Stephen Baxter
Stephen Baxter

I’m afraid that by the time I reached page 150 the basic premise (we attack – they kill us) had already been repeated three or four times, and I decided I couldn’t face hundreds more pages. Usually I’d give an abandoned book 1 star, but truthfully this is reasonably well written and the spirit and style of the original have been largely maintained. I didn’t hate it, it was just too long for its content and too repetitive to maintain my interest. Pity.

NB This book was provided for review by the publisher, Orion Publishing Group.

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37 thoughts on “The Massacre of Mankind by Stephen Baxter

    • I know – I don’t really know why I read them, they hardly ever live up to the original. This was a good attempt, but just didn’t have the same impact due to being way too long…

  1. I read Baxter’s ‘Flood’ series on the back of his collaboration with the great Terry Pratchett, and while it was OK I am not sure why I persisted. I like the idea of a re-imagining of WoTW, but I am not surprised he doesn’t seem to have carried it off.

    • I haven’t read any of his stuff before, but had heard his name especially in connection with the Pratchett books, so had high hopes. Sadly, it was a good attempt, but way too long and just didn’t have the impact of the original…

  2. So let me guess, FIctionFan: you weren’t exactly drawn into this one. I think you hit on two really important things, too. First, there has to be at least one appealing character. If you’re not exactly drawn to at least one of them, it’s hard to warm to a story. And then, as you say, there’s the length thing. I could go on about that and meander for quite a while on the length of today’s books. After all, they are longer than they used to be, and…. 😉

    Seriously, I don’t blame you for being annoyed at that. I have to admit, I’m not a big fan of most follow-ons; sorry this one disappointed you.

    • Hahaha! The length thing drives me crazy, especially when a follow-on is three times the length of the original! But yes, I think the fact that I found the main characters unappealing, plus being told right from the beginning that they survive, took away any tension or suspense. Still can’t get my head round why he told us that, actually, in this kind of book… Ah well! I never seem to be able to resist these follow-ons even if they very rarely thrill me…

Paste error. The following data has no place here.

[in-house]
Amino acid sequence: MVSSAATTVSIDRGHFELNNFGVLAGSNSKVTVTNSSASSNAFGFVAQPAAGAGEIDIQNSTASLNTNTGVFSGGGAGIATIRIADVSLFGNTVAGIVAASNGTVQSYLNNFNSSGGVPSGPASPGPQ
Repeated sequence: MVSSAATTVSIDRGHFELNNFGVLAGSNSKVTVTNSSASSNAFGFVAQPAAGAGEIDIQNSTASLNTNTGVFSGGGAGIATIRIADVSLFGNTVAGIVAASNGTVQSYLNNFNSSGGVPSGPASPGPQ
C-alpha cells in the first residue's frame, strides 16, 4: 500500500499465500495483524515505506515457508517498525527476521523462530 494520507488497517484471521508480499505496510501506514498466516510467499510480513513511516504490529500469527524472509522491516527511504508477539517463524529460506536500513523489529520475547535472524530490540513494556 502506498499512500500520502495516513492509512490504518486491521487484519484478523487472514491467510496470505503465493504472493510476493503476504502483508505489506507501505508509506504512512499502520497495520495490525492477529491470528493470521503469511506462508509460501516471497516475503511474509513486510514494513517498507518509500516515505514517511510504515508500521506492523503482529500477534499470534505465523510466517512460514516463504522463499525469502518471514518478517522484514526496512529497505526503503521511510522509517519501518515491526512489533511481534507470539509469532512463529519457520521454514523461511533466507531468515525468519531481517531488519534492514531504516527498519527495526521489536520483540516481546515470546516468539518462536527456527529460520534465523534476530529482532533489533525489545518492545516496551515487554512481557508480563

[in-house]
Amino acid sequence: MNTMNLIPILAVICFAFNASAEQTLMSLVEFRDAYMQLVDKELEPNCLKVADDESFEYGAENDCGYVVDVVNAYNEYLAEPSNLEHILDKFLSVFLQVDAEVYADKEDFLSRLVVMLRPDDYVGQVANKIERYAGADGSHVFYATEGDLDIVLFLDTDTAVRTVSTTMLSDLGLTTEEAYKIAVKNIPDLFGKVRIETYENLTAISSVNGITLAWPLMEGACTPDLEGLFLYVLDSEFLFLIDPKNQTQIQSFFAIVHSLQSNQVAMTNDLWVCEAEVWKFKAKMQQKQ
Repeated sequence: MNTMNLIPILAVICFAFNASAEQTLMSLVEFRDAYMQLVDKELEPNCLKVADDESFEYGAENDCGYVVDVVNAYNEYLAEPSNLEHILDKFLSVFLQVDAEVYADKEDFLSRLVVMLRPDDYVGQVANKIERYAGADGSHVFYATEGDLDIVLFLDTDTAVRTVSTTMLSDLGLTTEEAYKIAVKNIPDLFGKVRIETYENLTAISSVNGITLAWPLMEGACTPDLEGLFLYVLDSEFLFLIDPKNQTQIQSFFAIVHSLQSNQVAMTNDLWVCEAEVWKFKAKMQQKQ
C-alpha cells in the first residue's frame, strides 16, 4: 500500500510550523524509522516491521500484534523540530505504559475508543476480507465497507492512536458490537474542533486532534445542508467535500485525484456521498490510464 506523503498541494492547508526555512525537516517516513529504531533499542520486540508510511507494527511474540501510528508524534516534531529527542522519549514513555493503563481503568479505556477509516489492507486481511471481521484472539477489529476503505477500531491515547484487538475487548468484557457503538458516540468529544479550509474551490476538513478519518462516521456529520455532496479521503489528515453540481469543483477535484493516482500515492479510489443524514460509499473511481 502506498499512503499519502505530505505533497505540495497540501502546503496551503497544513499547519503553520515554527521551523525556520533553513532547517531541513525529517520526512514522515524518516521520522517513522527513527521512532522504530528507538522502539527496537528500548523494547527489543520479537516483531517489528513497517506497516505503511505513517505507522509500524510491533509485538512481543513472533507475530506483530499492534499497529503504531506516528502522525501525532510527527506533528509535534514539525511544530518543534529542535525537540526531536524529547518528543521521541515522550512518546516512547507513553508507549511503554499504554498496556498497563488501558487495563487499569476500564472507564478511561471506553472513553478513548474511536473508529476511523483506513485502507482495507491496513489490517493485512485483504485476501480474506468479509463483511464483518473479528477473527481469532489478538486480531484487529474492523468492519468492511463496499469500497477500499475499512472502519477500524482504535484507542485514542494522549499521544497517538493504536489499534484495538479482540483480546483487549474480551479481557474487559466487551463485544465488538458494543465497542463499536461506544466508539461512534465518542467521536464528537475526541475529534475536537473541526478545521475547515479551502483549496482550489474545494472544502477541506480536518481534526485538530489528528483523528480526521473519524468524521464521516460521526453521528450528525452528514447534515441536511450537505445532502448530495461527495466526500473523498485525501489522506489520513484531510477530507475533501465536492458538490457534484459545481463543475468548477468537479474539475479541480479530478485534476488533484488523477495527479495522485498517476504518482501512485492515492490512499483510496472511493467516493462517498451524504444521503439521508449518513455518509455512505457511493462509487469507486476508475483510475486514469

• I knew I’d heard his name when I got this, but it was only later I remembered his collaboration with Terry Pratchett. I love a long book if there’s enough story to fill it, but this one just seemed to be so repetitive… ah well! Onwards and upwards!

    • Yes, I’m trying to let myself abandon books if they’re just not thrilling me – I used to only abandon them if I actually hated them. But this one was a good attempt, just too long and repetitive for the story it was telling…

    • A wise decision, I feel! It’s a pity – I could see he’d done his homework to get the feeling of the original, but way too long for the story it was telling… ah, well!

  3. I’m sorry you didn’t enjoy this one, but I’d never fault you for your reasoning. Don’t you just hate opening a book with high hopes, then reaching a point where you know you can’t finish it because it’s nowhere near what you expected?? Well, ’tis hard to end the week on a down note, but that’s just one more excuse for chocolate (as if we ever need an excuse, ha!)